Senator Berta Gardner

March 14, 2016

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Medicaid Reform Legislation Passes Unanimously in the Senate

Dear Friends and Neighbors,

Senator Gardner during an at ease on the Senate Floor.
Senator Gardner during an at ease on the Senate Floor.

I am proud to report that, on Friday morning, the Senate unanimously passed SB 74, a sweeping and well-developed legislative plan that I expect will curb costs and eliminate redundancies within our Medicaid program.  I was pleasantly surprised that Medicaid--an issue that deeply divided legislators last session-- served to unite both parties through two common goals:  addressing the ballooning Department of Health and Social Services (DHSS) budget, and streamlining and improving care delivery for all Alaskans. 

Among other things, SB 74 includes provisions to ferret out fraud and abuse, as well as the establishment of  “medical homes” that might help us move from a fee-for-service to a coordinated care model.  It also calls for establishing a case management system to reduce unnecessary use of emergency and specialty care services, reforms our Prescription Drug Monitoring Database, and allows for reducing travel costs by requiring that recipients receive care in their own communities, whenever possible. 

Other notable provisions included in SB 74:

  • strong new Medicaid anti-fraud provisions, including a new false claims whistleblower protection in reporting fraud and a fraud-recovery sharing;
  • more extensive controls and oversight of controlled substances prescriptions with requirements that a prescription database be consulted before prescriptions are written;
  • sections that require coordinated primary care for hospital emergency room “super-users” and, in a separate section, a larger managed care demonstration project for a sub-group of Medicaid recipients;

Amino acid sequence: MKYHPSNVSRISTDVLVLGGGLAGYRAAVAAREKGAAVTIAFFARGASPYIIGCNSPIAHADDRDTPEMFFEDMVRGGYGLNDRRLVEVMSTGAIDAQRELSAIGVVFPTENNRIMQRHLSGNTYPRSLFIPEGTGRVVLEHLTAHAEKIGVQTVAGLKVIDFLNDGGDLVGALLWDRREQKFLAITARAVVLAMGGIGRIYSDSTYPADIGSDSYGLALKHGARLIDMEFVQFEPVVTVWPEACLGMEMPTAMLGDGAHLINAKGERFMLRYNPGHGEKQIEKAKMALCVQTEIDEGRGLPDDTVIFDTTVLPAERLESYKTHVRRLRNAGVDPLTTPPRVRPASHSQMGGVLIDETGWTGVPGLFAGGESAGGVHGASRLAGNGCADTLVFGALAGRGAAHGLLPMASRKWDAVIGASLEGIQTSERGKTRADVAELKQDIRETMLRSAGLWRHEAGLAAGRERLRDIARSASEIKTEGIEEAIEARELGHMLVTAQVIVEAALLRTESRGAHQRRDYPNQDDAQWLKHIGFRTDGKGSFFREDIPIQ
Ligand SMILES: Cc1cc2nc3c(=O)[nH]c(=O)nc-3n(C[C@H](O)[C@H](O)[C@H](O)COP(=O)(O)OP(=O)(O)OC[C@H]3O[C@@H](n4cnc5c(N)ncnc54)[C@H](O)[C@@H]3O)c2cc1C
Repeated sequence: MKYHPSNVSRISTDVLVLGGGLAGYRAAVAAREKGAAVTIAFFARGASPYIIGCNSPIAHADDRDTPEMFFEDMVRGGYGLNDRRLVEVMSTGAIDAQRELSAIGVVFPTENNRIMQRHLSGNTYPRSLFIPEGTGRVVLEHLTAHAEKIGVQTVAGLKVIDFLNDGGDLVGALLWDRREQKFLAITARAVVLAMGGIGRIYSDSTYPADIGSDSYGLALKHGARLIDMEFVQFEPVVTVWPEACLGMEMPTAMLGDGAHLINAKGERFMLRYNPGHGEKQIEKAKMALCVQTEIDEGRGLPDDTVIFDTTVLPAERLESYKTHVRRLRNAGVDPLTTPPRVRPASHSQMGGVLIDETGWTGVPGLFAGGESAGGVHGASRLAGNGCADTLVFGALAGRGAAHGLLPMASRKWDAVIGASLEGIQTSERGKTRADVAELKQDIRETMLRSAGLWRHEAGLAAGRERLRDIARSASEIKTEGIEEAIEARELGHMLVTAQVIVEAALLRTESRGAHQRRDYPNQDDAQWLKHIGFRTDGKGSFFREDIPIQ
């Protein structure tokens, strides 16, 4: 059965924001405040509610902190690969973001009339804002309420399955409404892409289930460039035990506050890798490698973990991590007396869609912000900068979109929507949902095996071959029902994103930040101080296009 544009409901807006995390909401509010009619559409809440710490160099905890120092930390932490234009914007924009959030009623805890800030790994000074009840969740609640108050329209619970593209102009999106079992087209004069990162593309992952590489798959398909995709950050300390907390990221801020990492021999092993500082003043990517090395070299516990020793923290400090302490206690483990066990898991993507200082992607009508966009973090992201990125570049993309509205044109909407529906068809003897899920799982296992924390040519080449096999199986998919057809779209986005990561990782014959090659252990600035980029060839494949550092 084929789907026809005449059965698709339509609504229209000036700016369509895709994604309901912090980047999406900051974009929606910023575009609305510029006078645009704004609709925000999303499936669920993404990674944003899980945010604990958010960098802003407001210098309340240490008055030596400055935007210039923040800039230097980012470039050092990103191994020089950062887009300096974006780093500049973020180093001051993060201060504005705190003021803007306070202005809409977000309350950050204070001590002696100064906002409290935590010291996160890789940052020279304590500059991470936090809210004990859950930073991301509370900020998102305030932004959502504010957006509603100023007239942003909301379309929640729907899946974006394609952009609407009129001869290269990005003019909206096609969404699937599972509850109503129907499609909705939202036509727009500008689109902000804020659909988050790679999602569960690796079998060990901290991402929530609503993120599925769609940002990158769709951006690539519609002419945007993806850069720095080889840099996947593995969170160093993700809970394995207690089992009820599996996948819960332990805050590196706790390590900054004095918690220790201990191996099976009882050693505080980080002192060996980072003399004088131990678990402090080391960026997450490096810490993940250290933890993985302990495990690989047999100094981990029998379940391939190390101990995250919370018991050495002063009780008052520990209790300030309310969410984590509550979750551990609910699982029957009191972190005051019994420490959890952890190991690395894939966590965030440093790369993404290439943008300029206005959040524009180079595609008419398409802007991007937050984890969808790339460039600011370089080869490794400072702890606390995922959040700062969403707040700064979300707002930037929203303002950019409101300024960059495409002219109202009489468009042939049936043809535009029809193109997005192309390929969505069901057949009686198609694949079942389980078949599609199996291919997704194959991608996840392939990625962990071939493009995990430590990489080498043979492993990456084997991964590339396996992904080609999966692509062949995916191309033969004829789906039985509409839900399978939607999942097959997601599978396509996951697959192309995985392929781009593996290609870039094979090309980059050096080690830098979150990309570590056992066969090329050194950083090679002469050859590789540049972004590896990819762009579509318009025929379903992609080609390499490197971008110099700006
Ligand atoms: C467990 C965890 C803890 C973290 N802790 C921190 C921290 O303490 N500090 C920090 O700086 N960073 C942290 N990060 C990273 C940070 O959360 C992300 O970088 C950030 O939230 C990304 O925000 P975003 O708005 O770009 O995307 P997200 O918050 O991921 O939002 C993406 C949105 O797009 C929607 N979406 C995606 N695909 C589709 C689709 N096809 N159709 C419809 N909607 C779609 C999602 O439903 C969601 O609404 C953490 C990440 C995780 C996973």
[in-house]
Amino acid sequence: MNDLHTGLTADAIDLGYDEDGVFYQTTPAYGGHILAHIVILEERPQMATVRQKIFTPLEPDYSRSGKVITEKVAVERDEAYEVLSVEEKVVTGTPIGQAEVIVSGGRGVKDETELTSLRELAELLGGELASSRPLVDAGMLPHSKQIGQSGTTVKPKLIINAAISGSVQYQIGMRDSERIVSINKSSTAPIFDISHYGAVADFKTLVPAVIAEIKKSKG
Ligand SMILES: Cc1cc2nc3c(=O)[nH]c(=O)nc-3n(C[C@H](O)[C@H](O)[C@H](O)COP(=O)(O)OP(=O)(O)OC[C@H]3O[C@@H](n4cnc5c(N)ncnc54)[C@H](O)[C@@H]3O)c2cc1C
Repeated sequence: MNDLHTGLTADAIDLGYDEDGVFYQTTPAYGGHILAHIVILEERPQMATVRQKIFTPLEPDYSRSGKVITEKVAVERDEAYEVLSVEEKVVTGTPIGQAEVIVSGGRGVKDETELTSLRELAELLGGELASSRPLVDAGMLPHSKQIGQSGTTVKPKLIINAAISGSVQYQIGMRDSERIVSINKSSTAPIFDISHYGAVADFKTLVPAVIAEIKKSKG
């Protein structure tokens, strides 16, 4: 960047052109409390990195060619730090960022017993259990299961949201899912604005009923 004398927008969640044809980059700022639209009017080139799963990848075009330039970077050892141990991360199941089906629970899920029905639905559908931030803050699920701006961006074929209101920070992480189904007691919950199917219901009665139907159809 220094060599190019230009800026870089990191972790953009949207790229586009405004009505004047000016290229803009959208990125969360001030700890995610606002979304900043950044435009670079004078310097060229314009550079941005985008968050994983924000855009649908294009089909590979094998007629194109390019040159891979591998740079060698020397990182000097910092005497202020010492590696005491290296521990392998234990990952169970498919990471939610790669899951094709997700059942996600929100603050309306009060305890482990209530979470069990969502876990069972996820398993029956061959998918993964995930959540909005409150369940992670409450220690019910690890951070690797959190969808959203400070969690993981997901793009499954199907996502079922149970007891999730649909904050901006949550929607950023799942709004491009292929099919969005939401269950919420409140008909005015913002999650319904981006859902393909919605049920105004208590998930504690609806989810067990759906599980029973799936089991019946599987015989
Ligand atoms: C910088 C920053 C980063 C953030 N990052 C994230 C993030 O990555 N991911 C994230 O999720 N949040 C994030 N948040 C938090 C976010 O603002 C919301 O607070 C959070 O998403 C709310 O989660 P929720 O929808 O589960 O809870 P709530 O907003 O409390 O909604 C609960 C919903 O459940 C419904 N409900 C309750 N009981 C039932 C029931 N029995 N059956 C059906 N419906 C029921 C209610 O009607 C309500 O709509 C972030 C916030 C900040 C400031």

• telemedicine provisions that allow out-of-state health providers to do consultations and order prescriptions for Alaskan patients;
  • feasibility studies of potential privatization of the state-run Pioneer Homes and the Alaska Psychiatric Institute; and
  • a feasibility study on the merging of health plans for public employees, ASD employees and retirees with the state-managed Medicaid program.

While DHSS cannot determine exactly how much the state will save after implementation of these new provisions, a modest estimate is at least $31.4 million next year alone.  But perhaps most importantly, this bill also focuses on coordination of behavioral health care with primary care providers.  DHSS expects that this coordination effort will do wonders in improving the rampant mental health issues faced by many Alaskans. 

I want to thank Senator Kelly, Senator MacKinnon, their hard-working staff, and all of the dedicated people at DHSS.  The passage of this legislation is a remarkable achievement during this pivotal time in Alaska’s history, and I applaud the efforts of everyone that helped to make this happen.

I’m Berta and I’m still listening,

If you have any questions, please feel free to contact my office.

signed: Berta

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